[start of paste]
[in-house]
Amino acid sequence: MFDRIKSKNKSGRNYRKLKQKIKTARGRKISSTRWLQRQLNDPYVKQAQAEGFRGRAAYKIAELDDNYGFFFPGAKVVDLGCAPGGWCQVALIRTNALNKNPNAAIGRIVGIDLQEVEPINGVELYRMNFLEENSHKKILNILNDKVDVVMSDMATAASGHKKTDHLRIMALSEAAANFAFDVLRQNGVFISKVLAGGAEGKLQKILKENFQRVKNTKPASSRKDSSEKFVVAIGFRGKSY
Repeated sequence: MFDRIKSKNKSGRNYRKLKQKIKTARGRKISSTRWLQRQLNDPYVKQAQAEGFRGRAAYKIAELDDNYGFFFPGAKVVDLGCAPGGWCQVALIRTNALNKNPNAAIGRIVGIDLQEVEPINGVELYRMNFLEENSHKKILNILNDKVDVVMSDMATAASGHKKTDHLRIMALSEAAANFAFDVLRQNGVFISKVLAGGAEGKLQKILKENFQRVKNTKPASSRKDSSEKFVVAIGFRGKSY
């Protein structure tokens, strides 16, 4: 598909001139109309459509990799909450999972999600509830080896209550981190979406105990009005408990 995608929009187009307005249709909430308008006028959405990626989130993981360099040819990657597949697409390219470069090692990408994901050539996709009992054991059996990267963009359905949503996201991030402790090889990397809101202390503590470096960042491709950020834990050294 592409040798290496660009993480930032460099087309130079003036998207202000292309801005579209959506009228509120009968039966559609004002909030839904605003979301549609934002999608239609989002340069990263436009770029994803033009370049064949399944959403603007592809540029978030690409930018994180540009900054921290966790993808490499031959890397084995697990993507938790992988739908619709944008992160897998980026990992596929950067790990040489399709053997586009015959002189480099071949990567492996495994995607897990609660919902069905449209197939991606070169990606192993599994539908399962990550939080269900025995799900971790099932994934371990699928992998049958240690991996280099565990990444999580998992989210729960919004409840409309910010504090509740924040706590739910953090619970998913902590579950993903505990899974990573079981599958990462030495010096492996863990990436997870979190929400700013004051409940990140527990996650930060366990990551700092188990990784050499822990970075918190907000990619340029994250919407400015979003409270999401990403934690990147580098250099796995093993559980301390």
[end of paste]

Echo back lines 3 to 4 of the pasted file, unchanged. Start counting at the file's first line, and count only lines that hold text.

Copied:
Repeated sequence: MFDRIKSKNKSGRNYRKLKQKIKTARGRKISSTRWLQRQLNDPYVKQAQAEGFRGRAAYKIAELDDNYGFFFPGAKVVDLGCAPGGWCQVALIRTNALNKNPNAAIGRIVGIDLQEVEPINGVELYRMNFLEENSHKKILNILNDKVDVVMSDMATAASGHKKTDHLRIMALSEAAANFAFDVLRQNGVFISKVLAGGAEGKLQKILKENFQRVKNTKPASSRKDSSEKFVVAIGFRGKSY
């Protein structure tokens, strides 16, 4: 598909001139109309459509990799909450999972999600509830080896209550981190979406105990009005408990 995608929009187009307005249709909430308008006028959405990626989130993981360099040819990657597949697409390219470069090692990408994901050539996709009992054991059996990267963009359905949503996201991030402790090889990397809101202390503590470096960042491709950020834990050294 592409040798290496660009993480930032460099087309130079003036998207202000292309801005579209959506009228509120009968039966559609004002909030839904605003979301549609934002999608239609989002340069990263436009770029994803033009370049064949399944959403603007592809540029978030690409930018994180540009900054921290966790993808490499031959890397084995697990993507938790992988739908619709944008992160897998980026990992596929950067790990040489399709053997586009015959002189480099071949990567492996495994995607897990609660919902069905449209197939991606070169990606192993599994539908399962990550939080269900025995799900971790099932994934371990699928992998049958240690991996280099565990990444999580998992989210729960919004409840409309910010504090509740924040706590739910953090619970998913902590579950993903505990899974990573079981599958990462030495010096492996863990990436997870979190929400700013004051409940990140527990996650930060366990990551700092188990990784050499822990970075918190907000990619340029994250919407400015979003409270999401990403934690990147580098250099796995093993559980301390």